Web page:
As the Roads and Traffic Authority and the State Rail Authority-two government departments-will be involved in the construction of a new bridge, the Government must have both departments on side. As I said earlier, this rail bridge has been adapted to a road bridge. We must ensure that sufficient funding is allocated for the proper construction of a new bridge. The Government allocated an amount of $100,000 in the last budget to enable the completion of a feasibility study. However, that funding will be sufficient only to enable the completion of the strategic phase, a feasibility analysis, economic appraisal and network objectives. A decision will then have to be made about whether the project should proceed.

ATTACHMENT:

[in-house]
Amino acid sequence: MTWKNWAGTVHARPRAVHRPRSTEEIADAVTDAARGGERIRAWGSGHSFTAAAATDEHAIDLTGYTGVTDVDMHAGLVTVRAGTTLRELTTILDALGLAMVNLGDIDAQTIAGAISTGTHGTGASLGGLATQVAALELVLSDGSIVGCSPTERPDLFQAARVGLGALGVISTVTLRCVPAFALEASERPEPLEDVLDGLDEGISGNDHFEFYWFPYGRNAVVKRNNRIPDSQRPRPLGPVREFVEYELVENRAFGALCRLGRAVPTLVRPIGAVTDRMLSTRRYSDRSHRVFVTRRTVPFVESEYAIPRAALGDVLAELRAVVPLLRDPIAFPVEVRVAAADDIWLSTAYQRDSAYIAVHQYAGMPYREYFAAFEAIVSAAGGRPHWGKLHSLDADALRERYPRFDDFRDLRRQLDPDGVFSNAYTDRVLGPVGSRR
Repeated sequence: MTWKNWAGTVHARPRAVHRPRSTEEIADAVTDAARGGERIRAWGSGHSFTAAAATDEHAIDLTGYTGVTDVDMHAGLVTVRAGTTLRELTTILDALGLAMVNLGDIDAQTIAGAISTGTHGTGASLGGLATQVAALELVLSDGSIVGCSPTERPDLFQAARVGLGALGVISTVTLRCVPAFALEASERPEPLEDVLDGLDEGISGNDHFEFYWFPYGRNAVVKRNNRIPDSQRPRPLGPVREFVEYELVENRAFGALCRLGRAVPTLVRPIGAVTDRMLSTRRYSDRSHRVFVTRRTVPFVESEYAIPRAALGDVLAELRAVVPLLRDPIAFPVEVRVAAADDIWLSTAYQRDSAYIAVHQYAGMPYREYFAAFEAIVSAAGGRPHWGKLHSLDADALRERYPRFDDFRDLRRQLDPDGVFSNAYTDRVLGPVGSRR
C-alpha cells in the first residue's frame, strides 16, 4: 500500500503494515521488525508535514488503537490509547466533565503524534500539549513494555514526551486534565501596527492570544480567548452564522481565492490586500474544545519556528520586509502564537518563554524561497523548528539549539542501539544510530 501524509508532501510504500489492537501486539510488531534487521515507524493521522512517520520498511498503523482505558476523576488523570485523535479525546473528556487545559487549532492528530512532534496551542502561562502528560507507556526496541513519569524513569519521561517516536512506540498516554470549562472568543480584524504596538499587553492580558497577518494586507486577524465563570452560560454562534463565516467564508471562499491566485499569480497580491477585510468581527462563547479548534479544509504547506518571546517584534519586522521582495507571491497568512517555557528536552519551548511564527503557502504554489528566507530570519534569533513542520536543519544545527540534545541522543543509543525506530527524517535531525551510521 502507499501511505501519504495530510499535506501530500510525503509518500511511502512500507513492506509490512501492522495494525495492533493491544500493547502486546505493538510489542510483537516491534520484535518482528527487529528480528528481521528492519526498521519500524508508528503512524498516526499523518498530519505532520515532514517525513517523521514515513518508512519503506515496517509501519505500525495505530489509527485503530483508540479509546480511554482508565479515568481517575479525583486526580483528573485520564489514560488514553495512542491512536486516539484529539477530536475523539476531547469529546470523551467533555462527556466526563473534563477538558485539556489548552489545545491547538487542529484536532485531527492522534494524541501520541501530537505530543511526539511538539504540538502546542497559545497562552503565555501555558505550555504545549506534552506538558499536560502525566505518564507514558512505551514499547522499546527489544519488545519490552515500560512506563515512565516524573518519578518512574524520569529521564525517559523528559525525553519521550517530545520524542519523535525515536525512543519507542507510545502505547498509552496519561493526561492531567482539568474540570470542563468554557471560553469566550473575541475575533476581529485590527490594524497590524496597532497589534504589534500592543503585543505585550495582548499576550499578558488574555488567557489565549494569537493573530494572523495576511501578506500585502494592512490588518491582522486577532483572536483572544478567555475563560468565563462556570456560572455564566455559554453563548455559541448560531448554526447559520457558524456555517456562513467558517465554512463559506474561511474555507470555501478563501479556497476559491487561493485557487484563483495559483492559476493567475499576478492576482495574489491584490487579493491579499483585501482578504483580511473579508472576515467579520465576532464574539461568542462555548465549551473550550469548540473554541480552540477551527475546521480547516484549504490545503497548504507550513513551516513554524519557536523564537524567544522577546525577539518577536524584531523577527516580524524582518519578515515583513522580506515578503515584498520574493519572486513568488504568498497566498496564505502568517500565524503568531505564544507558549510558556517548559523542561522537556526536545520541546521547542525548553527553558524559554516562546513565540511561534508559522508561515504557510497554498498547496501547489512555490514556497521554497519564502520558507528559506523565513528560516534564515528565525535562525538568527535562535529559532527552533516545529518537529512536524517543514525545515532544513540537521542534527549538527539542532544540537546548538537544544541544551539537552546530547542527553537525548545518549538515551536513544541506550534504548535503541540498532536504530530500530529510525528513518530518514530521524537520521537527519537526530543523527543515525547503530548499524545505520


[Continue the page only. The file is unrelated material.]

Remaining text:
The Roads and Traffic Authority has suggested that two other significant phases have to be considered-the developmental phase and the implementation phase. As we do not want this project to stall in its strategic phase, we believe that the Government should allocate adequate funding. If more than $100,000 is required-that is the amount that the Government has allocated-it should be prepared to meet any additional costs. A new bridge in Grafton is essential as the Armidale to Grafton road is being upgraded. There will be a direct link from the New England Highway through to the coastal areas. As the Woolworths distribution outlet is operating at Warwick a link from Woodenbong down to Grafton would be an appropriate route for distribution trucks to travel to those coastal areas. At present B-doubles are not allowed on Grafton bridge; they simply would not be able to get across. We must accept and understand that future transport will have to incorporate the concept of B-doubles for the economic transport of freight.